We’ve previously talked about growing your auto shop business on this blog, through a variety of marketing methods, through identifying and targeting specific customers, and through customer service follow up. But what about increasing appeal in the most direct way, with curb appeal? How does your auto shop stack up at pulling in street traffic?
Walk-in traffic depends heavily on two factors: location and visual appeal. Both of them can be changed, although the second is probably easier to do. Let’s examine them.
As an adage it’s not one just for realtors: “Location, location, location.” One of our forum users, Cam Vincent, put it this way: “Our first 3 years were spent in a small, dark, hidden location with 2 hoists and a pit. We have recently moved to a facility with double the space and much more exposure to a busy street…I have had more walk in in the past 3 weeks at our new location than we did at our old location in 3 years.”
The value of a good location for steady business cannot be overestimated. Essentially everyone who travels that street – drivers, cyclists, pedestrians – is a captive audience to whatever marketing you care to put out for however long it takes to pass your business. As an auto shop manager or owner you can throw everything into revamping your facility, but if it’s hard to find or get to, how much return on investment can you expect to get? Not a lot, sadly.
The reverse is also true, however. If your business has a great location, but it looks poorly kept or otherwise unappealing, you will not be able to attract much of a clientele, and certainly not the clientele you’re aiming for. Visual appeal is critical. Improving this may be an investment of time and money, but if done well, it can truly pay off.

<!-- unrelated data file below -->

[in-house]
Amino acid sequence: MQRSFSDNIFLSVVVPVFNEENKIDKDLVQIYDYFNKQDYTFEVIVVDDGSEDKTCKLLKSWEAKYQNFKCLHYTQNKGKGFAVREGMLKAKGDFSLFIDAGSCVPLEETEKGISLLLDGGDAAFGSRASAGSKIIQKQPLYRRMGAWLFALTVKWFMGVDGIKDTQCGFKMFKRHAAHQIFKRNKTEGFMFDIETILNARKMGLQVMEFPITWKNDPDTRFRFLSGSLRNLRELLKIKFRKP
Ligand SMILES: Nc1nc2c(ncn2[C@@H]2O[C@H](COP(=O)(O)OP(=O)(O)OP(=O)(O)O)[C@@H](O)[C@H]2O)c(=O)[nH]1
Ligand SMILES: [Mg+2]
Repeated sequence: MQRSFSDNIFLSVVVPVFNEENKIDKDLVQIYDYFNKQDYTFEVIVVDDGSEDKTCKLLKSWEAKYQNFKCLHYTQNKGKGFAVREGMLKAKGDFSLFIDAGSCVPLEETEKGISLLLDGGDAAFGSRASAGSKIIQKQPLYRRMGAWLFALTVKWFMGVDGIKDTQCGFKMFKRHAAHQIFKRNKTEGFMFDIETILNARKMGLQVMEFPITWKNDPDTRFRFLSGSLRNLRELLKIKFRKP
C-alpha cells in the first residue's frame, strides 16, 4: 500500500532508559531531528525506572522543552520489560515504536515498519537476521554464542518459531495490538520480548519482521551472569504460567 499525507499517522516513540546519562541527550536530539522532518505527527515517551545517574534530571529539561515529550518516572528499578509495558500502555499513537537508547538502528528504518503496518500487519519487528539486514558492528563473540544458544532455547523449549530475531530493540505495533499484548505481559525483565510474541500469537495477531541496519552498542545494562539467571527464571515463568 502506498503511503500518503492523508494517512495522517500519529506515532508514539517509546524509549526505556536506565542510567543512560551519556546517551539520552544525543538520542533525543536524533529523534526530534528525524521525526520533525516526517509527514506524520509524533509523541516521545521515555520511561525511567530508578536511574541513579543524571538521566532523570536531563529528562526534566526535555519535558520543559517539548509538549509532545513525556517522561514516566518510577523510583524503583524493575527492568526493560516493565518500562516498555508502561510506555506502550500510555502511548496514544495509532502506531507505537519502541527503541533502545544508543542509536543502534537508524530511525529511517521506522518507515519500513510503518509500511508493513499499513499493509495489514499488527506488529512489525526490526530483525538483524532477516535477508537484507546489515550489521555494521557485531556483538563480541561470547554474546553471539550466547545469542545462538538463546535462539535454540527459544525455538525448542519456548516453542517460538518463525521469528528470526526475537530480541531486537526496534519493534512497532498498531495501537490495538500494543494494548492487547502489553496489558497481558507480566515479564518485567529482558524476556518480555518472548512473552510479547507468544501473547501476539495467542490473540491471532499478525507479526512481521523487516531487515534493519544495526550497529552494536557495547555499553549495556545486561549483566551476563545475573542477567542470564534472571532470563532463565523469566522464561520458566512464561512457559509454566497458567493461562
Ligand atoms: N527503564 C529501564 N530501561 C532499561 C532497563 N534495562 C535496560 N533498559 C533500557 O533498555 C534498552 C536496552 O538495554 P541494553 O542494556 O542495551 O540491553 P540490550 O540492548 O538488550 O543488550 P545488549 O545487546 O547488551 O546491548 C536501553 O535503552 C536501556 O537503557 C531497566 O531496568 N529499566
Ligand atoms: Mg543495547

What’s important for visual appeal? What is considered attractive varies from place to place, but generally speaking, a commitment to cleanliness, orderliness, and comfort will impress. People will be drawn to neat, clean places that are pleasant to wait in. Check out the 2012 Best Looking Lube winners for some ideas of auto shops people raved about.
How much work will you have to do to impress your future customers? This will depend on how much work your competition is doing. Take an afternoon or a day and scope out your competition for whatever geography area your shop is in. Write down what draws you to certain locations. Take lots of notes. You may want to jot down ideas from other businesses you find eye-catching as well, especially if the local auto repairs shops are falling down on the job. Then go back to your location and do better than any of them. Be outstanding. Make your walk-in traffic’s job simple by cultivating an atmosphere so inviting that people notice and mention your shop to others.
If your walk-in traffic is minimal, carefully examine both your location and your business’s appearance, inside and out, and make adjustments to either or both. It is possible to draw new customers in off the street even if you business has been in the same location for a long time.